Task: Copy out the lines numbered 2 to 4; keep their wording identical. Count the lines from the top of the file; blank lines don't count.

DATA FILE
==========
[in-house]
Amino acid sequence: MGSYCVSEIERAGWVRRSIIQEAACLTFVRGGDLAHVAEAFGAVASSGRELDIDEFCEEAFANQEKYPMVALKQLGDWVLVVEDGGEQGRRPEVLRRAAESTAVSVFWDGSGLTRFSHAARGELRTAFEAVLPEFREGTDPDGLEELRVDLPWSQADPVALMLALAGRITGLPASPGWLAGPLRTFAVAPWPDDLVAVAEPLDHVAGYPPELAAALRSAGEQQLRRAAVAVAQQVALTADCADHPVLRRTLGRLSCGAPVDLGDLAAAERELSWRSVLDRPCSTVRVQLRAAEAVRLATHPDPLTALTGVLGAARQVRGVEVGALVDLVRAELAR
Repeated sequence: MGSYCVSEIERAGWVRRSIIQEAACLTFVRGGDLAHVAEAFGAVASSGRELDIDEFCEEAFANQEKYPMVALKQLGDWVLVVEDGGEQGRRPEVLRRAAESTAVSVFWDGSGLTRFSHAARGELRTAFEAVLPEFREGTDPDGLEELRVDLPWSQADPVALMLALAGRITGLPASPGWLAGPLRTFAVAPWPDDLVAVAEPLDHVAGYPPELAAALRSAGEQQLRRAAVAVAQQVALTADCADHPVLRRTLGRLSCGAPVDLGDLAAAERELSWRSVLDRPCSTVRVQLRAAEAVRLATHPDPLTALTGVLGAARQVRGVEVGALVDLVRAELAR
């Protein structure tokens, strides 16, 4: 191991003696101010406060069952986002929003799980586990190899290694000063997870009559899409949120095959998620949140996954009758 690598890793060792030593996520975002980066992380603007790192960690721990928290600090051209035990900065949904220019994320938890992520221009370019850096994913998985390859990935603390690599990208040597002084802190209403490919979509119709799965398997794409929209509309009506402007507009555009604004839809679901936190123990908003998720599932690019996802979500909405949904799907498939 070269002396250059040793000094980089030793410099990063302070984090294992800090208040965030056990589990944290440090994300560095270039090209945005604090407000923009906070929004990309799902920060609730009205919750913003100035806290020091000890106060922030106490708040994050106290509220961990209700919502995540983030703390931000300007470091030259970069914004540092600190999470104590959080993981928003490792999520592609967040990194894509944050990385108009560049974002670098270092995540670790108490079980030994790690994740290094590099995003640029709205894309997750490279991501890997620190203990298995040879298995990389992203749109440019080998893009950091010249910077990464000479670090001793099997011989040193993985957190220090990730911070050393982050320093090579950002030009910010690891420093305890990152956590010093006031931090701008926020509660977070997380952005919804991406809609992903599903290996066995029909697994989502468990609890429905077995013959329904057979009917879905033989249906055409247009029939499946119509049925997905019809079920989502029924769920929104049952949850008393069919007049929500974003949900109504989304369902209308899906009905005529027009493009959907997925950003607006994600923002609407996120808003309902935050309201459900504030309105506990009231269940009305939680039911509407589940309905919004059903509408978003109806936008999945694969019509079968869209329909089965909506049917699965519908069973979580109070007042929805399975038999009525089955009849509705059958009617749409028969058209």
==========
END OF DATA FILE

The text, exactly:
Amino acid sequence: MGSYCVSEIERAGWVRRSIIQEAACLTFVRGGDLAHVAEAFGAVASSGRELDIDEFCEEAFANQEKYPMVALKQLGDWVLVVEDGGEQGRRPEVLRRAAESTAVSVFWDGSGLTRFSHAARGELRTAFEAVLPEFREGTDPDGLEELRVDLPWSQADPVALMLALAGRITGLPASPGWLAGPLRTFAVAPWPDDLVAVAEPLDHVAGYPPELAAALRSAGEQQLRRAAVAVAQQVALTADCADHPVLRRTLGRLSCGAPVDLGDLAAAERELSWRSVLDRPCSTVRVQLRAAEAVRLATHPDPLTALTGVLGAARQVRGVEVGALVDLVRAELAR
Repeated sequence: MGSYCVSEIERAGWVRRSIIQEAACLTFVRGGDLAHVAEAFGAVASSGRELDIDEFCEEAFANQEKYPMVALKQLGDWVLVVEDGGEQGRRPEVLRRAAESTAVSVFWDGSGLTRFSHAARGELRTAFEAVLPEFREGTDPDGLEELRVDLPWSQADPVALMLALAGRITGLPASPGWLAGPLRTFAVAPWPDDLVAVAEPLDHVAGYPPELAAALRSAGEQQLRRAAVAVAQQVALTADCADHPVLRRTLGRLSCGAPVDLGDLAAAERELSWRSVLDRPCSTVRVQLRAAEAVRLATHPDPLTALTGVLGAARQVRGVEVGALVDLVRAELAR
């Protein structure tokens, strides 16, 4: 191991003696101010406060069952986002929003799980586990190899290694000063997870009559899409949120095959998620949140996954009758 690598890793060792030593996520975002980066992380603007790192960690721990928290600090051209035990900065949904220019994320938890992520221009370019850096994913998985390859990935603390690599990208040597002084802190209403490919979509119709799965398997794409929209509309009506402007507009555009604004839809679901936190123990908003998720599932690019996802979500909405949904799907498939 070269002396250059040793000094980089030793410099990063302070984090294992800090208040965030056990589990944290440090994300560095270039090209945005604090407000923009906070929004990309799902920060609730009205919750913003100035806290020091000890106060922030106490708040994050106290509220961990209700919502995540983030703390931000300007470091030259970069914004540092600190999470104590959080993981928003490792999520592609967040990194894509944050990385108009560049974002670098270092995540670790108490079980030994790690994740290094590099995003640029709205894309997750490279991501890997620190203990298995040879298995990389992203749109440019080998893009950091010249910077990464000479670090001793099997011989040193993985957190220090990730911070050393982050320093090579950002030009910010690891420093305890990152956590010093006031931090701008926020509660977070997380952005919804991406809609992903599903290996066995029909697994989502468990609890429905077995013959329904057979009917879905033989249906055409247009029939499946119509049925997905019809079920989502029924769920929104049952949850008393069919007049929500974003949900109504989304369902209308899906009905005529027009493009959907997925950003607006994600923002609407996120808003309902935050309201459900504030309105506990009231269940009305939680039911509407589940309905919004059903509408978003109806936008999945694969019509079968869209329909089965909506049917699965519908069973979580109070007042929805399975038999009525089955009849509705059958009617749409028969058209």